Leafy Green Nightmare
What we can learn from the spinach E. coli scare.
On the scale of food virtue, a hamburger from Jack in the Box rates low while fresh spinach rates high. That difference is perhaps the most unsettling aspect of the current E. coli scare, which has parents across America ridding their refrigerators of frozen vegetable lasagnas and grimacing over how all food suddenly seems suspect. Unlike the people who were stricken after eating fast food in 1993, this month's spinach victims were trying to eat well or feed their children a nutritious meal. Who doesn't feel for the mother whose 2-year-old died, perhaps from spinach she mixed into a fruit smoothie to coax him and his sisters to eat their vegetables? School officials in Oshkosh, Wis., are patting themselves on the back for not serving spinach in the cafeteria. This is not the leafy, healthful vision of dietary reform that I want for my kids—or would want, if only I could get them to eat anything green and leafy.
But the spinach scare is an opportunity of a sort, too, for reform. Spinach leaves carried the E. coli that has sickened 173 people and counting, but they didn't generate it. For that, blame bacteria that grow in animals, probably cattle—a reminder of how interconnected our food web is. Bad practices in the farming of livestock can make vegetarians sick, too. The scare also exposes the weakness in a mass processing-and-distribution system that collects leafy greens from hundreds of farms and mixes them together before spitting them out packaged in plastic baggies. So much for feeling superior by shopping at Whole Foods, champion purveyor of bagged salad. If you're not ready to stop feeding your family fresh spinach (or other leafy greens, really), then the best solution is more radical: Eat local. Now if I could just figure out how to do that without turning over my life to the pursuit of grocery shopping.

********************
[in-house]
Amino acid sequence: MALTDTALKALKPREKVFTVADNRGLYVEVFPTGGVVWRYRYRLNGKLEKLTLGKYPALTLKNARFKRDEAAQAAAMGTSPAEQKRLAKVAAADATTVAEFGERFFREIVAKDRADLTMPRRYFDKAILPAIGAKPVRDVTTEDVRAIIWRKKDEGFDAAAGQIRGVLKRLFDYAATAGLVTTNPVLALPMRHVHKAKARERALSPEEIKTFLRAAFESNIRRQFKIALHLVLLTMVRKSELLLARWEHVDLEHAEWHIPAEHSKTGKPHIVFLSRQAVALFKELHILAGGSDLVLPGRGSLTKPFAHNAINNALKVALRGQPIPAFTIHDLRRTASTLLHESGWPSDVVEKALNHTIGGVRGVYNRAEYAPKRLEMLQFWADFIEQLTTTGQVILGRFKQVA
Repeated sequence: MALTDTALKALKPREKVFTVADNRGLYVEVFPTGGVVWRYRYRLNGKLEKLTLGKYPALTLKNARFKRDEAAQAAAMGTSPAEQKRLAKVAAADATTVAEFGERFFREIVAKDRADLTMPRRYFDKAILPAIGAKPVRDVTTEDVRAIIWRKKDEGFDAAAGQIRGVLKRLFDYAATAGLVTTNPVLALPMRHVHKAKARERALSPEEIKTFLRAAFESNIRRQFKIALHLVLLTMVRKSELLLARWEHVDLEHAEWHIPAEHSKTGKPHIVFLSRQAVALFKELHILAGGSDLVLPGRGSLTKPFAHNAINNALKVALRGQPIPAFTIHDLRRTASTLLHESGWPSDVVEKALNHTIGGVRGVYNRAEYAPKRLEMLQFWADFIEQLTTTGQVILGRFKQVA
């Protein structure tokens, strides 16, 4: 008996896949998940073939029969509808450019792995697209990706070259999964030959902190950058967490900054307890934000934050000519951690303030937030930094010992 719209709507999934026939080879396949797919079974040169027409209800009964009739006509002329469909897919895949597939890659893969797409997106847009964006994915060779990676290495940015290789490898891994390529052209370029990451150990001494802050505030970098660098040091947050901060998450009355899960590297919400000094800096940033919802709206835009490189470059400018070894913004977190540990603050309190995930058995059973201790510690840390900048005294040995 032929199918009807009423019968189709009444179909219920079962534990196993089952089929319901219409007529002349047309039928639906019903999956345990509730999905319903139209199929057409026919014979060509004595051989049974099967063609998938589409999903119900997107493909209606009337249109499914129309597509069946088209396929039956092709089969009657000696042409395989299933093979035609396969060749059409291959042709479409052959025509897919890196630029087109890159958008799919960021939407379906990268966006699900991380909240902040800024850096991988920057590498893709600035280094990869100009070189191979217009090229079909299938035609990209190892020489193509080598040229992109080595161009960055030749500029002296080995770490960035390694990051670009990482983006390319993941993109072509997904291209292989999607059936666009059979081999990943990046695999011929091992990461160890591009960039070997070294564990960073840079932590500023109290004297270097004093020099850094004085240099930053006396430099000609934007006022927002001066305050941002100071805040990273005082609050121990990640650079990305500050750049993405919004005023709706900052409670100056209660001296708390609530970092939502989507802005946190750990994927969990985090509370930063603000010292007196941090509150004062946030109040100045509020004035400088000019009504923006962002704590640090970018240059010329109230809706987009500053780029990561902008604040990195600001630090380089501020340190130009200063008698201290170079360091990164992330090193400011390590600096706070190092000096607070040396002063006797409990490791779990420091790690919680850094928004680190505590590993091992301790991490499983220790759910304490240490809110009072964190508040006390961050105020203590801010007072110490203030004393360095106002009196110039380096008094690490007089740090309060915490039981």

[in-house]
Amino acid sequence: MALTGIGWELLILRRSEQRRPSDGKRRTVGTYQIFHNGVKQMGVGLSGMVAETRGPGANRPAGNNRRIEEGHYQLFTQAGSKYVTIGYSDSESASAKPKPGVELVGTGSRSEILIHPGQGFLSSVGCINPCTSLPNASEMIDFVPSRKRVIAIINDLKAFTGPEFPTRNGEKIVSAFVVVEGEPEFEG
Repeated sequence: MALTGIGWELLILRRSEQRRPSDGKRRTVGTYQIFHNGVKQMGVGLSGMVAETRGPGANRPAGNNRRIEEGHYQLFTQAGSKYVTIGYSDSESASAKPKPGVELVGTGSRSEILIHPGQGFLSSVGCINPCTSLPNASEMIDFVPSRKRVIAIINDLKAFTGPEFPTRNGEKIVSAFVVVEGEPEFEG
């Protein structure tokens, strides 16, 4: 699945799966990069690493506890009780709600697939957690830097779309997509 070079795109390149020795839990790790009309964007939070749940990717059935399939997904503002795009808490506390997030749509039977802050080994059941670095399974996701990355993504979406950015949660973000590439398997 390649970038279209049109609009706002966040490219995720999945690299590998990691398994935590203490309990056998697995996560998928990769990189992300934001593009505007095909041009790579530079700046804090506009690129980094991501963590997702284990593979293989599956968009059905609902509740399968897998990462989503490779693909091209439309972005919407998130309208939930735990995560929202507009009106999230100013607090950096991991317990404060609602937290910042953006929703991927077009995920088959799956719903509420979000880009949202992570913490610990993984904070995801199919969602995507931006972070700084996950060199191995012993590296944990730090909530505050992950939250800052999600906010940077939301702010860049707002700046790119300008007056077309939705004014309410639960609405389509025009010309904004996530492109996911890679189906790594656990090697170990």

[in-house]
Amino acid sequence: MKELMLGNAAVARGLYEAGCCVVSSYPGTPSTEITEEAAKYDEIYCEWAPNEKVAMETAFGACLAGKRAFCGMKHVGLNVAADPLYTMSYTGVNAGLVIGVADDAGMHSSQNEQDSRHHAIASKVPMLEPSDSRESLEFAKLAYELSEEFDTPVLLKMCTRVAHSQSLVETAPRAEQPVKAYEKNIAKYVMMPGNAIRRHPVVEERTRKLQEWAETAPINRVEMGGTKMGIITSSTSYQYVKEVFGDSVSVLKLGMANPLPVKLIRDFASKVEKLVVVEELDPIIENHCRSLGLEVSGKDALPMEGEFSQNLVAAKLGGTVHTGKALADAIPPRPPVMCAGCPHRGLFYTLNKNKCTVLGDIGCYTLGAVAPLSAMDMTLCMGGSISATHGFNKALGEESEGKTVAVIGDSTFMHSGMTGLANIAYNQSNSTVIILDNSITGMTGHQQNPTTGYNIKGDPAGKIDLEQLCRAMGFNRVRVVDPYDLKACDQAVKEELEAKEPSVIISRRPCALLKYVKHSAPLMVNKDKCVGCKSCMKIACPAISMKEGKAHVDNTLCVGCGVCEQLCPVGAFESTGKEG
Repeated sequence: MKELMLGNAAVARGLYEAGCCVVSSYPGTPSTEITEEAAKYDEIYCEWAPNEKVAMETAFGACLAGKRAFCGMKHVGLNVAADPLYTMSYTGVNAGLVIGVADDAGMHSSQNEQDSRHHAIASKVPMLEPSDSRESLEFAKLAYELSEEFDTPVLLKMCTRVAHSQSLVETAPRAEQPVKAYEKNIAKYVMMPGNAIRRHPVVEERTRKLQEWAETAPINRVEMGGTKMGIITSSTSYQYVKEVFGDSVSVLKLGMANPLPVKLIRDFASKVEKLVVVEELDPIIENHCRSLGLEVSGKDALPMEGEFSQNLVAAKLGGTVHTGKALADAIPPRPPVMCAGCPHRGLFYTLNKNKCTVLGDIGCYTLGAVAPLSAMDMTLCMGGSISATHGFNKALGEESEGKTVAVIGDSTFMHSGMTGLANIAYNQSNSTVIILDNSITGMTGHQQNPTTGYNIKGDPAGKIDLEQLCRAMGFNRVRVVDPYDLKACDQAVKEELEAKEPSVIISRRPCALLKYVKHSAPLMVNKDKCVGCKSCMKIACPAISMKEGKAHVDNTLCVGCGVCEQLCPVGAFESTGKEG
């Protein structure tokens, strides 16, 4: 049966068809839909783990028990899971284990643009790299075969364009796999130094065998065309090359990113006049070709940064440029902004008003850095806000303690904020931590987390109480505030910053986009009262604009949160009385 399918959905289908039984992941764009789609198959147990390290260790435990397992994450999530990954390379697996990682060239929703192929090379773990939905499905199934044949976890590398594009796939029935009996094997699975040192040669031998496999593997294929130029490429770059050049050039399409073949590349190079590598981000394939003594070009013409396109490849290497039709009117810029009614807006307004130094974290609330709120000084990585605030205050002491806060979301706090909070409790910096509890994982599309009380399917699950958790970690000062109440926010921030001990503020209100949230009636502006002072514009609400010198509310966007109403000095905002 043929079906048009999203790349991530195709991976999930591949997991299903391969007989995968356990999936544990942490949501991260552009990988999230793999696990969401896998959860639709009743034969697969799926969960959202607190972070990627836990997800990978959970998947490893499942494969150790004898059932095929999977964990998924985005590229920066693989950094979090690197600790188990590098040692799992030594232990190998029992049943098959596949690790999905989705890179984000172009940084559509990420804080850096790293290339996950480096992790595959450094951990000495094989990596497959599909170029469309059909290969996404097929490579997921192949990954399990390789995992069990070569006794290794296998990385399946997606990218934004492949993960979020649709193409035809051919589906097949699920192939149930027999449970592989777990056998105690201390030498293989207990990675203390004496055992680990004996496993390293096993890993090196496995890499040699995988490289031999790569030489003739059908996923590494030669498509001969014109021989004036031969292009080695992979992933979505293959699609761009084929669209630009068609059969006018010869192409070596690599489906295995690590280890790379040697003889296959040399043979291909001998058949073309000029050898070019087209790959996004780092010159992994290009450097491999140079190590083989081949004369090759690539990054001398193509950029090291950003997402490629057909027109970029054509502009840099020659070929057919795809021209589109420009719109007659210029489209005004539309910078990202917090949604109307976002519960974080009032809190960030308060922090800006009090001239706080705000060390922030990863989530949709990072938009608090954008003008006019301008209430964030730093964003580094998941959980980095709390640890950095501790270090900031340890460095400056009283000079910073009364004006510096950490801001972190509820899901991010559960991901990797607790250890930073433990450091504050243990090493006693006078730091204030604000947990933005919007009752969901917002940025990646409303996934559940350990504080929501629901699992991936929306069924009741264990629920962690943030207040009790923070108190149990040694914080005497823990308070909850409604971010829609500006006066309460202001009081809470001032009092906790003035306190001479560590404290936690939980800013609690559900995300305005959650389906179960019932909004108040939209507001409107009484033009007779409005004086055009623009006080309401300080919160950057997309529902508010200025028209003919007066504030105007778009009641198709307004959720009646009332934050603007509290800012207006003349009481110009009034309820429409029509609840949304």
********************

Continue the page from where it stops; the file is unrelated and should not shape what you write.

So far, government inspectors haven't found or haven't explained the source of the spinach-born E. coli. But the problem lies in three California counties in the Salinas Valley—Monterey, Santa Clara, and San Benito—that produce 60 percent of the country's spinach. The nation's salad bowl turns out to be a pretty disgusting place. The Salinas and San Benito rivers and their tributaries course with agricultural runoff, including cattle waste from dairy farms. These waters are deemed "impaired" under the Clean Water Act, and farms in the region don't irrigate from rivers. But sometimes, flooding spills water over the rivers' banks and into fields. Another possible source of the E. coli is manure-based fertilizer, which some growers use (and which, amazingly, only organic farms are forbidden to use in raw form). Whatever the precise cause, the Salinas Valley has now been the source of nine E. coli outbreaks traced to spinach and lettuce since 1995. We know that its farming practices are making us sick.
There's also a likely explanation for why illness spread quickly across the country. Spinach has taken off in popularity since the industry figured out how to sell pre-packaged baby spinach. Sales of bagged salad have risen 14 percent a year in the last decade, to $3 billion annually. To produce the bags, processing plants take greens from different farms, put them through three different chlorinated baths, dry and seal them in plastic, and then ship them to a market near you. The chlorination doesn't get rid of E. coli: To do that, you need to heat the leaves and treat them with an organic acid, which would probably make them go limp. So, by mixing greens from different farms without treating them for contamination, the processing of bagged spinach spreads E. coli once it's present in a particular field.